Some updates

It has been way too long since our last post.  I was hoping TS would write the next one, but as much as he enjoys writing when inspired, it’s just been too long and too busy of a Summer.  We kicked off our Summer with the ASAP Farm Tour.  When I first volunteered us for the tour, TS was completely against it.  Even when the ASAP rep came out to the farm for a look-see and approved us for consideration, it took some convincing on my part to get TS to agree to doing it.  That was in March I think.  Fast-forward to May after I’ve attended ASAP’s Agritourism Workshop and we are freaking out that anywhere from 50-200 people would be visiting our farm in June!  Here is the link to the full info on the Tour: ASAP Farm Tour Attendees buy tickets to go tour the participating farms from 12-5pm on Saturday and Sunday.  Participating farms are located in “clusters” of 3-5 per county.  Farms volunteer to participate.  Ticket sales help support ASAP, which stands for Appalachian Sustainable Agriculture Project and whose mission is “to help local farms thrive, link farmers to markets and supporters, and build healthy communities through connections to local food” (www.asapconnections.org/about us/).  Our farm was the first stop on the Yancey County cluster.  Anyhow, I have this habit of volunteering for stuff and then realizing later what I’ve done and freaking out.  I was terrified that our farm would look like crap, a visitor would trip and fall (and sue), rain would pour down the entire weekend, or people would just be so underwhelmed by what we have to see that no one would come.  Thankfully, I was totally wrong!  We had over 80 visitors on Saturday and over 50 on Sunday.  The weather was beautiful!  There was a few minutes of drizzle late on Sunday afternoon, but it wasn’t a big deal.  We had a great time sharing our farm with our visitors.  We had our ASAP volunteer stationed at the entrance where she could check tickets and direct parking if needed.  We had a tent and tables with our products and some rabbits and chicks/ducklings.  I spent most of the day there spinning and talking with people.  TS hung out at the entrance to the barnyard where visitors could feed the chickens and ducks.  I was actually really surprised by how enthusiastic TS was at the end of Saturday.  He loved the tour and wants to do more agritourism stuff in the future.  We were both exhausted by the end, but we had a great turn-out and got really positive feedback.  We would love to participate again.  I wish I had photos from during the tour, but I only managed to take a few just before we got started on Sunday.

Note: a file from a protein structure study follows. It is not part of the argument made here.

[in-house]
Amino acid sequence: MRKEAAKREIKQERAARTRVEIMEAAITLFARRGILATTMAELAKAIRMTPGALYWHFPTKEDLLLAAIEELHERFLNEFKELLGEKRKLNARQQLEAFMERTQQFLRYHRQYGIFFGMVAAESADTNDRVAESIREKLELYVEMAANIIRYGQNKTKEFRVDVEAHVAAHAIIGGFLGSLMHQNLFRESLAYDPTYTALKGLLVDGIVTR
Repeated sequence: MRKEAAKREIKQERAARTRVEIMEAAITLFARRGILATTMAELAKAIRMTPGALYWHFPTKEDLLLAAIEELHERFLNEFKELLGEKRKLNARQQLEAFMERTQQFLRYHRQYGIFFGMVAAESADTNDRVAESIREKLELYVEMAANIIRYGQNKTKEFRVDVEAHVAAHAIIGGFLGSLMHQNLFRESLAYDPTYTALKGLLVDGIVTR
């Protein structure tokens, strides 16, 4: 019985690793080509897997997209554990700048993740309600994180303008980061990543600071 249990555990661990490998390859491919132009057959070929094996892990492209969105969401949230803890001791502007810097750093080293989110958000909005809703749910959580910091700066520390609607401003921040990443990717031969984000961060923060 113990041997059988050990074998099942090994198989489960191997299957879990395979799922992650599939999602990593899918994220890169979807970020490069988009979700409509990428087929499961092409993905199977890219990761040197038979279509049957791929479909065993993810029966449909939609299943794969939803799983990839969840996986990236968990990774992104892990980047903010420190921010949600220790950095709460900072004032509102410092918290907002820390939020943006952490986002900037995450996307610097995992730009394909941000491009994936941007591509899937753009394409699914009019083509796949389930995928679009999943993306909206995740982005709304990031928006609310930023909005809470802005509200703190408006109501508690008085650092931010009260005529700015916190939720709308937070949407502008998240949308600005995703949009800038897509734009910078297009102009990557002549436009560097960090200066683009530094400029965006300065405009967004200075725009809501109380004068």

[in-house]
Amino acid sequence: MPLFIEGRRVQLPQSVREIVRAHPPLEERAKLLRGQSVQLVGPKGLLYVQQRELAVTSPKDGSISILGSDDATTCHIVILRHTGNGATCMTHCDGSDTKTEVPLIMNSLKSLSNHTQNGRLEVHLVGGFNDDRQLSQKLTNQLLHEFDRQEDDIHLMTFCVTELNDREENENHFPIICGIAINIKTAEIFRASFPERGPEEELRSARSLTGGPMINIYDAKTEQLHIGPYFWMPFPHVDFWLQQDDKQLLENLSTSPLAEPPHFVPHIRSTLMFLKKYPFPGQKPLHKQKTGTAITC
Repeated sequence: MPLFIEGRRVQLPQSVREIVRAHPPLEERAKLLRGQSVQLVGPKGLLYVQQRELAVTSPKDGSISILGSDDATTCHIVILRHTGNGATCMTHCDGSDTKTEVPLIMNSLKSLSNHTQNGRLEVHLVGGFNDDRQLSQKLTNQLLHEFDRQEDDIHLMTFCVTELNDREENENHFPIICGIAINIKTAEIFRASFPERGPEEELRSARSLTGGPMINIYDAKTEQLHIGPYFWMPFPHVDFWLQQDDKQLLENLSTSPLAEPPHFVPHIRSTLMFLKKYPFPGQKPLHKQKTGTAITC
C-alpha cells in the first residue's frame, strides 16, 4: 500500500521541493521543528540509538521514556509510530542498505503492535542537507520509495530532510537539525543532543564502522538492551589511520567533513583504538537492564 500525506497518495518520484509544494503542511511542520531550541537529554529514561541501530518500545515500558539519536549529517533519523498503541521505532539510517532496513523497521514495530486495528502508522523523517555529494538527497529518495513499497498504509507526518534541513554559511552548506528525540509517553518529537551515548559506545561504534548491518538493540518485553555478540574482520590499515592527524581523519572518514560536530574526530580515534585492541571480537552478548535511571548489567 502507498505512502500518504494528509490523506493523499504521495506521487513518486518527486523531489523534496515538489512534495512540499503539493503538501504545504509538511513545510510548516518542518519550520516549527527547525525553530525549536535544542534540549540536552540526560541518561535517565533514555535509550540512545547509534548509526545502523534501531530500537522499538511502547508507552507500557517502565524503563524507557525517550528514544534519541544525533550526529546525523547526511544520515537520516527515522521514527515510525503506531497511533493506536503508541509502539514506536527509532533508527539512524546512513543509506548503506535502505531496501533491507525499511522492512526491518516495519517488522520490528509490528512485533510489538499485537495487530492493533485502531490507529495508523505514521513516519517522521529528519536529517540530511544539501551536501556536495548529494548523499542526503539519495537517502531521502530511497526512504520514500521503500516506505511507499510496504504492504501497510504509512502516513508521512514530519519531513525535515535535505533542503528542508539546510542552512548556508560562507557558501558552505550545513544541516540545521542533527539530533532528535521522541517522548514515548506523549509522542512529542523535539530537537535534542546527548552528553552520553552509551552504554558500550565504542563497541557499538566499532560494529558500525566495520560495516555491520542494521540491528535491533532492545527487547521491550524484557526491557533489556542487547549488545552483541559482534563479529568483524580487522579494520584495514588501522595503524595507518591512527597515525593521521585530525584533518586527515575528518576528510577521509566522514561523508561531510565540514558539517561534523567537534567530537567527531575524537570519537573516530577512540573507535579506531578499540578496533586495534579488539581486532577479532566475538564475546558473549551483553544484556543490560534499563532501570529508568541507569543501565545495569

Another thing that has kept me busy is hatching!  I have been hatching a variety of chicken and duck breeds starting in early Spring.  I was hatching and selling a new batch of birds every week up until mid-June in addition to raising our mail-order meat chickens.  Once I was finished hatching I continued to sell coop-ready birds (and processing extra males).  I’ve finally gotten down to what we want to keep for ourselves AND have hatched some chicks for my own projects.  Hatching has been really fun and I am hoping to expand next year.  We are working on our plans for obtaining some new equipment to make things easier and more efficient for next year.

And last, but definitely not least – we have started breeding Bengal cats again!!!  I had hesitated to share this on the blog since pedigreed cats are not really farm-related, but they are taking up so much of our time that I can’t NOT write about them.  If you have known us in real life for more than the last few years, you already know that we spent much of our free time from 2008-2012 breeding and showing Bengals.  When we moved from our Opelika house (where we had our cattery) to our Auburn house (which was huge but had no good place for the cats) at the same time as we had a newborn and a 2 year old (and zero free time), we reluctantly retired from breeding and sent all of our wonderful Bengals to loving pet homes.  Even though we had kicked around the idea of getting started with Bengals again since we first decided to make our move to the farm, I was very reluctant to get back in – mostly because of the huge expense in starting over.  Breeding Bengals takes a lot of investment of money and time, and it was especially difficult to wrap my head around it when I’d already gone through that before and quit just when our hard work and investment was starting to pay off.  Nevertheless, we took the plunge and purchased a Bengal male and female at the end of last Summer.  In January, an old breeder friend of mine told me he was retiring and wanted to send me a kitten he owed me from a past deal AND an additional female.   Not long after that, another breeder friend offered me a female when she retired.  So quickly we went from one pair, to two pair, to five total Bengals, before our first litter was even born.  We had our first litter born in May and they have already been sold and gone to their new homes.  We kept the single kitten from our next litter and obtained another female in a trade with a local breeder friend.  Most recently we had a litter of three silver kittens born in September who will be ready for new homes just before Christmas.  Breeding Bengals again has already been full of ups and downs and has taken time away from other farm projects, but we are really enjoying having them again!  For more information about our Bengals, visit our website here:  Sakura Bengals

 

 

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